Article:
Make The Home Accessible to Both Patient and Caregiver
One can think of a hospice patient’s home as a workspace and a place for comfort. Accordingly, just as is the case in a hospital or long-term care facility, living areas will need to be safe and accessible for both the patient and caregiver. In this sense, a home should have ample space to move and for the patient to walk around the house safely. In many cases, a patient may need assistance walking. Therefore, the home should be free of hazards in the walkways and, if needed, have grab bars and other mobility assistance devices to prevent falls. Special consideration should be given to the bathroom, which can be a hazard, particularly if a patient has difficulty moving unassisted and performing activities of daily living (ADLs).
In addition to the goal of providing a safe environment for a patient to move and for caregivers to do their work, consideration should also be given to any medical equipment that may be needed while services are being provided. Further consideration should also be given as to whether the patient may need special medical equipment to shower or to move about the house. As stated above, the home environment should be free from obstructions and should be organized in a way that allows equipment, caregivers, and the patient to move freely in the living space.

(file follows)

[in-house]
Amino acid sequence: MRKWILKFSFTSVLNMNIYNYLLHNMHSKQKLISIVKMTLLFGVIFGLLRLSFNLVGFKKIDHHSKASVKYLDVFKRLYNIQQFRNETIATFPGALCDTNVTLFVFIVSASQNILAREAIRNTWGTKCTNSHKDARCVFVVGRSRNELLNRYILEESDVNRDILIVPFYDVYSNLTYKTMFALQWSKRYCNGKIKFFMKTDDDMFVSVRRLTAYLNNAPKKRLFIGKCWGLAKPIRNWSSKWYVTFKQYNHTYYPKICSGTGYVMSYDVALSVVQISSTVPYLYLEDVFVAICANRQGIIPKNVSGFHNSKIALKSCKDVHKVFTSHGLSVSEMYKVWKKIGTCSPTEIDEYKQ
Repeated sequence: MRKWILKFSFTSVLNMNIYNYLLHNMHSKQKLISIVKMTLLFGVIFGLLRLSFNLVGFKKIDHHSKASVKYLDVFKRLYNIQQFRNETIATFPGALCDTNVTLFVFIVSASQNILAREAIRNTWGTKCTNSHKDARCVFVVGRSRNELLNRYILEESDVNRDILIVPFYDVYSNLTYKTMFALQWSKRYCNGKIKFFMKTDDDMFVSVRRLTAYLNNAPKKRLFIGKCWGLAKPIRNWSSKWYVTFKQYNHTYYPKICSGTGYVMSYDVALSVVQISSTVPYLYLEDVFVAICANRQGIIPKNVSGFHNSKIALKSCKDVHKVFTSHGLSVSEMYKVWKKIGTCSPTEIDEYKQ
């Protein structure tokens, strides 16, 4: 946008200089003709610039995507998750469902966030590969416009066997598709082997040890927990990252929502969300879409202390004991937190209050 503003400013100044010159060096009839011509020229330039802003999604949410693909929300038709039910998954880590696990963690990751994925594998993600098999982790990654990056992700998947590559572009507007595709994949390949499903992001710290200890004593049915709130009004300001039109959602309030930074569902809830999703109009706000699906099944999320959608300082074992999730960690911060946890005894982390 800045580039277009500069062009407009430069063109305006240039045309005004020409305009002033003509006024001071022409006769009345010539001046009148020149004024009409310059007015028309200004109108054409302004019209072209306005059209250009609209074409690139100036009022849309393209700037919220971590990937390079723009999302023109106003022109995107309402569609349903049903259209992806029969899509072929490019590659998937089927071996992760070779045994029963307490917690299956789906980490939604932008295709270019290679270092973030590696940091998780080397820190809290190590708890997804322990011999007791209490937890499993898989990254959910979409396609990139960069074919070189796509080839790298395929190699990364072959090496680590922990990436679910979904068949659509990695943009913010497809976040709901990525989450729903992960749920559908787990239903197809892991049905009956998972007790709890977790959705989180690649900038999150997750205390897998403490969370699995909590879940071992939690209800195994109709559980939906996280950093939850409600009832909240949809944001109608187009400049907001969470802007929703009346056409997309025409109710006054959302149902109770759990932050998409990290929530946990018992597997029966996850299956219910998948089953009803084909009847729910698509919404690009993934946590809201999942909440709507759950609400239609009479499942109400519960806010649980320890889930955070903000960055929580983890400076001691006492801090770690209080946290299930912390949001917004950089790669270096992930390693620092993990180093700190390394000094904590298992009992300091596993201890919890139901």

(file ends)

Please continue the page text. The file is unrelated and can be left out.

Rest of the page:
Find a Suitable Place For a Bed
For patients who will spend a majority of their time in bed, it is important to find an accessible and comfortable area for the bed to be placed. If a patient is having difficulty getting in and out of a regular bed, a hospital bed can provide a safer and easier way for a patient to receive care, and it can also remove barriers to make assisting with dressing and making up the bed a lot easier.
A hospital bed is roughly the size of a twin bed, with a moveable foot and head that can be elevated and lowered. The bed is normally wheeled and contains convertible bed rails for patient safety. When considering where to place a hospital bed, it is important to consider the activity that will be occurring around the bed, ease of access to the bed, and any medical equipment that may need to be near the bed.